About the podcast
Living the Life of the Mind... is about philosophy and philosophers. Its creators are interested in taking philosophers down from their pedestals and dragging charlatans up from their caves to discuss philosophy as a normal, fun subject. They are not interested in professionalism, or in adequate preparation. Take a peek at our features:
Portrait of a Philosopher
The rock on which this towering edifice is built. We profile a famous philosopher (dead, because otherwise LIBEL), telling you some important and almost definitely not made up facts about their life and introducing you to their philosophical ideas in an accessible way. These are accompanied by our beautiful portraits, all of which start life as legitimate representations of their subjects before being defaced, defaced, and defaced again.
A philosophical agony aunt column. What are your ethical dilemmas, your metaphysical quandaries, your doubts about the discipline? Write in and we'll answer all of them: the more peripathetic, the better.
A View from a Philosopher
As philosophers, we are of course entitled to share our expertise as long as it isn't excluded from the subject. And since philosophy has no subject matter, we can talk about whatever we want: films, TV shows, albums, games, operas... all can, and will, be mined for philosophical content.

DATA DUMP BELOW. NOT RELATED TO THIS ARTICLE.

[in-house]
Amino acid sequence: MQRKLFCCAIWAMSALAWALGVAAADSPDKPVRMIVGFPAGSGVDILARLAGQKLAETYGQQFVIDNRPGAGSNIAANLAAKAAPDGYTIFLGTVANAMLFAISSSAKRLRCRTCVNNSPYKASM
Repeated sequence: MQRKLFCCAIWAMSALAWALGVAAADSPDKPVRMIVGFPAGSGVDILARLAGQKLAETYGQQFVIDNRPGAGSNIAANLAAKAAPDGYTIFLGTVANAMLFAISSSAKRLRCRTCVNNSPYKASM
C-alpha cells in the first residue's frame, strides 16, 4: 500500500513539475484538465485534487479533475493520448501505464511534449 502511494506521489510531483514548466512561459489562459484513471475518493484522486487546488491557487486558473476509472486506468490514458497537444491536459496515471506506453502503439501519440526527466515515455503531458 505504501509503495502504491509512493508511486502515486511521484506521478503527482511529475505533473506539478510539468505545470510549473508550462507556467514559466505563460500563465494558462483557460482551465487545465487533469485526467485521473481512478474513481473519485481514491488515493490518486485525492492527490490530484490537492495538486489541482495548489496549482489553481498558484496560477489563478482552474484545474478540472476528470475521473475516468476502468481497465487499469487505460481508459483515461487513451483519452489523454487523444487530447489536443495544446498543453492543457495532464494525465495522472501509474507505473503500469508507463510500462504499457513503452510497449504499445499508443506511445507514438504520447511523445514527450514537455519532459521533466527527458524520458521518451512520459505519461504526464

Ever wondered who would win in a fight, Plato or Aristotle? So have we. We select a pair of philosophers with some legitimate philosophical beef, pick sides, and determine who would be the victor. The outcome is eventually decided by the totally fair (and beautiful) process of collaborative storytelling.
You Can Prove Anything With Facts
Websites' comments sections have some absolutely tip-top bigotry, but sadly far less philosophical material, no matter how hard they try. We trawl the depths of what people have said about philosophy from behind the shield of an avatar.
This Is Not What a Philosopher Looks Like
It would be easier to get people to respect philosophy if CERTAIN people weren't around, making it seem like philosophers exclusively talk crap. We solve that problem, not by murdering those people, but by showing them up for their empty mouth-flapping antics.
That's Where I'd Put My Eggs!
As the title (apparently) shows, a turn of phrase, or any idea, can be useful and informative even if it's based on a huge misunderstanding. We consider how to turn confusions, typos, and jokes into fruitful philosophical ideas.